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daviseri

Technical issue making leather baffles- What if I don’t have a bushing board?

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Hi. 

 

Anyone here made leather baffles?  

I have a technical question-

I am making some leather baffles for a wooden Wheatstone Crane following the article of Robert Gaskins on concertina.net

 

But i’ve Run across a snag.  

 

in Robert’s article he cuts the template so that the leather fails snugly between the edges of the end piece and the bushing board.

(See 2 attached photos of a metal end with bushing board and a leather baffle surrounding the bushing board.)

 

My Wheatstone Crane’s wooden end does not have a bushing board. (Photo of the ebony wooden end.)

 

Can I still make working baffles without a bushing board?  

Do I have to make a bushing board as well?

 

 

Best,

Eric

 

 

 

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Edited by daviseri
Added photo

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As long as the baffles are stable enough in place that they do creep and foul the buttons then I don't think that you need a bushing board, at least not for the baffles.  If your baffle does creep then you need to find a way to hold it in place. I used some velcro around the outside edges. You could use some glue, preferably a water-soluable, reversible glue.  Just enough to hold it.

 

 It might not be bad thing to add a bushing board anyway, but that would be another project.

 

I found that if you make a very close fitting baffle then it becomes really hard to work the bellows. At least a little air gap is needed otherwise the reeds will be starved of air.  So don't worry about making your baffle fit to the nearest thousandth of an inch.

 

Before you get too far into this project, make sure that you have enough clearance above the levers to accommodate your baffle.

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Thank you so much for your reply, Don.

 

I’ve gone back into the article and realized he had some text about it that makes sense.  

Basically i’ll Use some 1/8” in. Foam tape to make a kind of bushing board like barrier around the buttons.

 

In the case of a wooden-ended instrument without a bushing board, there is no way to cause the baffle to fit close to the bushing board to create a narrow slit. So for these instruments, more tape is needed. I cut more of the 1/8" by 1/4" bits of tape, and assemble nearly a solid line of these along the strip of wood outside the buttons--the part overlapped by the baffle. These bits don't need to be butted end-to-end, but I close up about 85% of the line around the buttons. This reduces the leakage around the buttons to someplace close to that experienced with a bushing board--much reduced, but far from zero. This may take another 48 bits of tape, for a larger instrument.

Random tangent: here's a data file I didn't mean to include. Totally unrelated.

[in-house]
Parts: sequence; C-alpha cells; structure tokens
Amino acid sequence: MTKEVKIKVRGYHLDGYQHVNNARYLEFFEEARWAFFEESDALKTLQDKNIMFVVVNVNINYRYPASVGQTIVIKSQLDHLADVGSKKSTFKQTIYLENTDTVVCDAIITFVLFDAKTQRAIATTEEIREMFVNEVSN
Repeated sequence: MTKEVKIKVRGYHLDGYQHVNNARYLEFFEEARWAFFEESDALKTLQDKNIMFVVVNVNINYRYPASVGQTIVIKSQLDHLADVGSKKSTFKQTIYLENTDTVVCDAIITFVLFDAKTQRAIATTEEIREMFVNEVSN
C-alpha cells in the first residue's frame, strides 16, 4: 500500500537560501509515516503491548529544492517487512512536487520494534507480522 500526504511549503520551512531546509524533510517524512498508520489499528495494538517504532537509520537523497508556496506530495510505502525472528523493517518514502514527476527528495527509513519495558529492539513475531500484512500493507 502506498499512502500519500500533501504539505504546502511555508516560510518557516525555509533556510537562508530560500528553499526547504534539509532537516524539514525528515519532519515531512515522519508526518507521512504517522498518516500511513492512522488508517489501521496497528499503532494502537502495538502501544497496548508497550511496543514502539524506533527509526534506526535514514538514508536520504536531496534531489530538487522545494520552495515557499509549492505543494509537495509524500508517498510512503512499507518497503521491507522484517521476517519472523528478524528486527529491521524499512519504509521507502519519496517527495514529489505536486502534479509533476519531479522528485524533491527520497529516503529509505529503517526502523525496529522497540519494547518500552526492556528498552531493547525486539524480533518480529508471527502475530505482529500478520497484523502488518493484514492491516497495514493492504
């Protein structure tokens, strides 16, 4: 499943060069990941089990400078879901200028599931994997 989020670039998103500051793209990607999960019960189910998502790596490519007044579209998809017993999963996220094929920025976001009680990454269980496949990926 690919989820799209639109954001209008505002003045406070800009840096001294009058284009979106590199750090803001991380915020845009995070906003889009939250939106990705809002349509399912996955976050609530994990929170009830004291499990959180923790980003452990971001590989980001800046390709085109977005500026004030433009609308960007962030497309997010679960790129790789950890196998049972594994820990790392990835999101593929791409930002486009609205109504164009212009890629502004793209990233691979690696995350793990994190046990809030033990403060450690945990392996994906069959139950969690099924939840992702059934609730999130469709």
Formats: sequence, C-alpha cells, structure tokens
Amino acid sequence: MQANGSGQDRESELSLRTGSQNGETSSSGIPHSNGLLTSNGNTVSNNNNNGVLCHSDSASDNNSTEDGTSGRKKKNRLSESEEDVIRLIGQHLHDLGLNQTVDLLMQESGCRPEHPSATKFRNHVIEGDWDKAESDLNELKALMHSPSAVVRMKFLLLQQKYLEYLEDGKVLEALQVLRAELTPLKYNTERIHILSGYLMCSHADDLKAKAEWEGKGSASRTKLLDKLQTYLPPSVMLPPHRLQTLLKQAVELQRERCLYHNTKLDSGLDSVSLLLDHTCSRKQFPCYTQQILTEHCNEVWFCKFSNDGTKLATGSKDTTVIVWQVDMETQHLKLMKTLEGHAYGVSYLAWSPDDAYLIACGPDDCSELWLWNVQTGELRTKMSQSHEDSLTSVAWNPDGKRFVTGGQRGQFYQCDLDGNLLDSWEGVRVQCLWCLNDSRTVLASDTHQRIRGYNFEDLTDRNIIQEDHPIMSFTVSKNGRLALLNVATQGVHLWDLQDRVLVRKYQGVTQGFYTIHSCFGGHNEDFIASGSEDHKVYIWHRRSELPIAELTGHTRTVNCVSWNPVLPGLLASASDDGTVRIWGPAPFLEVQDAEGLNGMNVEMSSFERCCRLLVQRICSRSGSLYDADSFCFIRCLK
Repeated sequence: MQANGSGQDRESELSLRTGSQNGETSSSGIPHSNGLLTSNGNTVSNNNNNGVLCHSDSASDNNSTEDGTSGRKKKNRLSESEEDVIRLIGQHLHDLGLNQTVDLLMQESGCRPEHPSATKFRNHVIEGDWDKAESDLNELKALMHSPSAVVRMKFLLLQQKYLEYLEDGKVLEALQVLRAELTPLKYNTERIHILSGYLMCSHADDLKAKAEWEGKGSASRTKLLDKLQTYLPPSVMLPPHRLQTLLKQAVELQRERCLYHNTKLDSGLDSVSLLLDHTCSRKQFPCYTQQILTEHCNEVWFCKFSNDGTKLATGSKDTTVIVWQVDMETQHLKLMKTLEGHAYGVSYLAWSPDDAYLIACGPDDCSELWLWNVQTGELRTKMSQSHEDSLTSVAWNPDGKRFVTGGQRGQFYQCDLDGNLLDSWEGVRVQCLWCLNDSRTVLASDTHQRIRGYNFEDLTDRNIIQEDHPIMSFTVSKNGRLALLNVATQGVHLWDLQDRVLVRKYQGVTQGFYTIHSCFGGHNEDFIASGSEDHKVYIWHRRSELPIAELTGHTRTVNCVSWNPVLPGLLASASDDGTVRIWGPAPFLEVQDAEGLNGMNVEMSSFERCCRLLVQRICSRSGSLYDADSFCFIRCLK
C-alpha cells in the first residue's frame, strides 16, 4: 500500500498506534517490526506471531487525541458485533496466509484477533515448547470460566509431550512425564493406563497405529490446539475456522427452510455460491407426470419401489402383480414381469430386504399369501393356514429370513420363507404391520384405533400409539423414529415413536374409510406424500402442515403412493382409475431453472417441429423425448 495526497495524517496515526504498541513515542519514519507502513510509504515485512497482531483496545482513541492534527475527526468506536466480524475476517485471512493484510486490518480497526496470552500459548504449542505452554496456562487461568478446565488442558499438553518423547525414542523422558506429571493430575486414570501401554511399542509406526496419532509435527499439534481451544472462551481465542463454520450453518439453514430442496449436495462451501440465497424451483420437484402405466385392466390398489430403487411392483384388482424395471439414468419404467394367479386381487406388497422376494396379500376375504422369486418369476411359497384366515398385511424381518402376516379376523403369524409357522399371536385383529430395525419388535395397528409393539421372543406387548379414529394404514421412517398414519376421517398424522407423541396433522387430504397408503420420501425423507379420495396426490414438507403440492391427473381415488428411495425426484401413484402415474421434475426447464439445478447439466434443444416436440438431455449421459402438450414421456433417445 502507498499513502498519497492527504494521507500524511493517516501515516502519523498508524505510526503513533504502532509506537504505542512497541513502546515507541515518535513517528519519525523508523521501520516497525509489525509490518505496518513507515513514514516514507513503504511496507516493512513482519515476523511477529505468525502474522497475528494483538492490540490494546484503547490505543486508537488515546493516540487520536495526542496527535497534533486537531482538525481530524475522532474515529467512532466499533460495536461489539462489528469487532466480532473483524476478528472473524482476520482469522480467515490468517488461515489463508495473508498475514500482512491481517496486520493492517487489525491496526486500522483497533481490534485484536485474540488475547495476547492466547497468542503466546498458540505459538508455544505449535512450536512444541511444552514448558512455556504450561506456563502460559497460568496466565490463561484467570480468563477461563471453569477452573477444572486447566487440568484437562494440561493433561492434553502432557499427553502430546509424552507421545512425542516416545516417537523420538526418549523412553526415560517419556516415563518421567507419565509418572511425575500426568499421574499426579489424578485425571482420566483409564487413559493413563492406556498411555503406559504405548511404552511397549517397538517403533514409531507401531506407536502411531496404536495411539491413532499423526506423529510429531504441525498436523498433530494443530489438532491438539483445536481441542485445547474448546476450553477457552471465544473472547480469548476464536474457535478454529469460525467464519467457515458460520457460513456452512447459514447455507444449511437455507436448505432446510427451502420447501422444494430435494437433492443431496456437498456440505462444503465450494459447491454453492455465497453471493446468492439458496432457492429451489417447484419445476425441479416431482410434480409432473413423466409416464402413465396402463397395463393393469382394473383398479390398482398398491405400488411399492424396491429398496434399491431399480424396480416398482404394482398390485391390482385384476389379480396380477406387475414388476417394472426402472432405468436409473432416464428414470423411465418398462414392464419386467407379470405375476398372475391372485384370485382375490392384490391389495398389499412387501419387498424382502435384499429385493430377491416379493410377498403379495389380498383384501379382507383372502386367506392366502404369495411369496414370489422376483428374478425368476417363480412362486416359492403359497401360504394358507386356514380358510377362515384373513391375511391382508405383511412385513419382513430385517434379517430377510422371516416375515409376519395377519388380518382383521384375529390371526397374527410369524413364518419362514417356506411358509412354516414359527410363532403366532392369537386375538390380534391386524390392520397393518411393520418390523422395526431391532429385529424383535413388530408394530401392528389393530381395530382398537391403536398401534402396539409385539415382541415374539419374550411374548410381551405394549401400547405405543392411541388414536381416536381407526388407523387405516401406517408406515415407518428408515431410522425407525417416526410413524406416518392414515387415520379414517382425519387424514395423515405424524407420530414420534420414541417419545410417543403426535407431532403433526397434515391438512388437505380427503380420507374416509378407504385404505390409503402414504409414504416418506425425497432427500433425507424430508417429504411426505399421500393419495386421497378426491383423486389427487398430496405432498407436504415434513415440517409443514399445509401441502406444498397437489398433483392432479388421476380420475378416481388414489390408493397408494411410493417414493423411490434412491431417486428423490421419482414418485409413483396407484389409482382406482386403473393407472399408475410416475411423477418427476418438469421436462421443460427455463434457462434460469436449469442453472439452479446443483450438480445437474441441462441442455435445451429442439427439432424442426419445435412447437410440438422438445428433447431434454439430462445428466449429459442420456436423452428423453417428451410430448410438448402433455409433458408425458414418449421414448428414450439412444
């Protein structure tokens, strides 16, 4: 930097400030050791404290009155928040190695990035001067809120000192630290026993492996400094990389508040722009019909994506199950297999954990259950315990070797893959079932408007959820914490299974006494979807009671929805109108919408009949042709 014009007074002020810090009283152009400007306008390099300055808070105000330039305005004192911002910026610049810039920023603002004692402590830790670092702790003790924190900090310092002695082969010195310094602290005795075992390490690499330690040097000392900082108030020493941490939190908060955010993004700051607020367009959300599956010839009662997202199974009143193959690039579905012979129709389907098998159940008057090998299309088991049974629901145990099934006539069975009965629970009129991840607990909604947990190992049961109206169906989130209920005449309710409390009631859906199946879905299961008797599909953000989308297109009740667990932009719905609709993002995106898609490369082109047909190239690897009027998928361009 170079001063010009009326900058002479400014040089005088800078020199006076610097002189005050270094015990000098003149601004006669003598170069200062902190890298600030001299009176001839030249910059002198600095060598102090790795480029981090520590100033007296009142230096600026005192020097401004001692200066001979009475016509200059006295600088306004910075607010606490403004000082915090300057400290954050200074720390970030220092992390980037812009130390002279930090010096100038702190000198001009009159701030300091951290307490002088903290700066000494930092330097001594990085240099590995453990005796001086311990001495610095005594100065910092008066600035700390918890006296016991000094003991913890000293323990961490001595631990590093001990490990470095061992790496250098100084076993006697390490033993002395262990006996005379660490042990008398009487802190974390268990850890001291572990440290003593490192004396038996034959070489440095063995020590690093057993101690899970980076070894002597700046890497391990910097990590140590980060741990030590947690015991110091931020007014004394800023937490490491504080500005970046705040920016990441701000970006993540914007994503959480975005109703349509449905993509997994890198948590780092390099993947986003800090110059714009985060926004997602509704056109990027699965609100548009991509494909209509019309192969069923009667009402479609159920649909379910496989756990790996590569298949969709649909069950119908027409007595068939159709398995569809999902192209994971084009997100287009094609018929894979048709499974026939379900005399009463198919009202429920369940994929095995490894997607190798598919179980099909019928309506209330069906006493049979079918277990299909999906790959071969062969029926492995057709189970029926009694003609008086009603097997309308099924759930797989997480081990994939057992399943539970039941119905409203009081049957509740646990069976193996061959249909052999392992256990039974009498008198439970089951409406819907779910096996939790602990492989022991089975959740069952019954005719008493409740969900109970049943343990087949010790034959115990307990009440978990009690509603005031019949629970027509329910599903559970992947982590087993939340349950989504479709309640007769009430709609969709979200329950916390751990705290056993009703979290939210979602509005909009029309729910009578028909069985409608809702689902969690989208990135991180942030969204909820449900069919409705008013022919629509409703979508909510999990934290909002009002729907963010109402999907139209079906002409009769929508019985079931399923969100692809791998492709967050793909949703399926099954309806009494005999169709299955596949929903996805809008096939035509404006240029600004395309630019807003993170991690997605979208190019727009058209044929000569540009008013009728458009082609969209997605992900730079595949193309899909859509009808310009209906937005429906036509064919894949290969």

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wooden ended instruments dont have bushing boards because the action box end plate or cover is it's own bushing board. On wooden ended instruments it was usual to glue small cork blocks (approx 4 mm x 2 mm x 1,5 mm) around the inside of the action box cover, and around the  perimeter of the 'key pad' . this provided a stand off for are flow and an aesthetic benefit overall. They then glued the baffles to the cork blocks.Please do not use foam tapes or barriers. The big  question is, why fit baffles to  wooden ended instrument?

 

Happy Christmas

 

Dave

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7 hours ago, d.elliott said:

The big  question is, why fit baffles to  wooden ended instrument?

He is playing a duet and perhaps wants to quiet the LHS?

 

However, I found that my usual practice location was a major part of the reason why the LHS seemed so loud. I was sitting with the left end about 3 feet away from a bare wall.  When I play elsewhere then the bass side is nowhere near as dominating and I no longer use a baffle. 

 

FWIW.  I tried various materials.  I felt that leather altered the tone too much although it did a good job at muting the sound.  Thin EVA foam had no noticeable effect to the tone, but it did not reduce volume as much as leather.

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Hi Don,

 

I was trying not to presume on why the OP wanted to carry out this mod. I can understand baffles on a metal ended instrument more than a wooden ended one. However, if you are right, then to try an attenuate the LH side only presumes a baffle fitted into one side only, which wood be odd.

 

 As far as I know the red 'paper' backing fitted to Lachenals was a cosmetic feature. If you want the cosmetic/ anti dust feature I use gauze, a trip to the local milliners may be in order, lots of colours to play with.

 

Dave

 

Edited by d.elliott

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